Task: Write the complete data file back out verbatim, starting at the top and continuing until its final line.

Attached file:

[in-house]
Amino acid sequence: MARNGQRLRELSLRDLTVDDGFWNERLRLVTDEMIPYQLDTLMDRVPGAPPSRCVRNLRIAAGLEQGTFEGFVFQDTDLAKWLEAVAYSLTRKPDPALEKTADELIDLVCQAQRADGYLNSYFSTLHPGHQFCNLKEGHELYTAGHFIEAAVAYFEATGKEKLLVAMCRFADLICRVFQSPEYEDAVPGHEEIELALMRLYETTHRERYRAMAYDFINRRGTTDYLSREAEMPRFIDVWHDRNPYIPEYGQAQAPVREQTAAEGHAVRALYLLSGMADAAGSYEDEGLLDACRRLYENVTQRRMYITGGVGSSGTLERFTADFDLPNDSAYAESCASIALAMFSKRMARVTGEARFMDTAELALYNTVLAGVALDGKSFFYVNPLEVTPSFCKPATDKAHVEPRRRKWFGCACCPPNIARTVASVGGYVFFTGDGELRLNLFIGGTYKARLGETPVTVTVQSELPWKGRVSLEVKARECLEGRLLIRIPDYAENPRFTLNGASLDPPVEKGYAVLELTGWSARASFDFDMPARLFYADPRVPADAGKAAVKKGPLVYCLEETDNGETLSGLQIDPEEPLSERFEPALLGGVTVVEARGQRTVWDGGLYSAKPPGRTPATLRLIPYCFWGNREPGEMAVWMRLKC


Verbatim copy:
[in-house]
Amino acid sequence: MARNGQRLRELSLRDLTVDDGFWNERLRLVTDEMIPYQLDTLMDRVPGAPPSRCVRNLRIAAGLEQGTFEGFVFQDTDLAKWLEAVAYSLTRKPDPALEKTADELIDLVCQAQRADGYLNSYFSTLHPGHQFCNLKEGHELYTAGHFIEAAVAYFEATGKEKLLVAMCRFADLICRVFQSPEYEDAVPGHEEIELALMRLYETTHRERYRAMAYDFINRRGTTDYLSREAEMPRFIDVWHDRNPYIPEYGQAQAPVREQTAAEGHAVRALYLLSGMADAAGSYEDEGLLDACRRLYENVTQRRMYITGGVGSSGTLERFTADFDLPNDSAYAESCASIALAMFSKRMARVTGEARFMDTAELALYNTVLAGVALDGKSFFYVNPLEVTPSFCKPATDKAHVEPRRRKWFGCACCPPNIARTVASVGGYVFFTGDGELRLNLFIGGTYKARLGETPVTVTVQSELPWKGRVSLEVKARECLEGRLLIRIPDYAENPRFTLNGASLDPPVEKGYAVLELTGWSARASFDFDMPARLFYADPRVPADAGKAAVKKGPLVYCLEETDNGETLSGLQIDPEEPLSERFEPALLGGVTVVEARGQRTVWDGGLYSAKPPGRTPATLRLIPYCFWGNREPGEMAVWMRLKC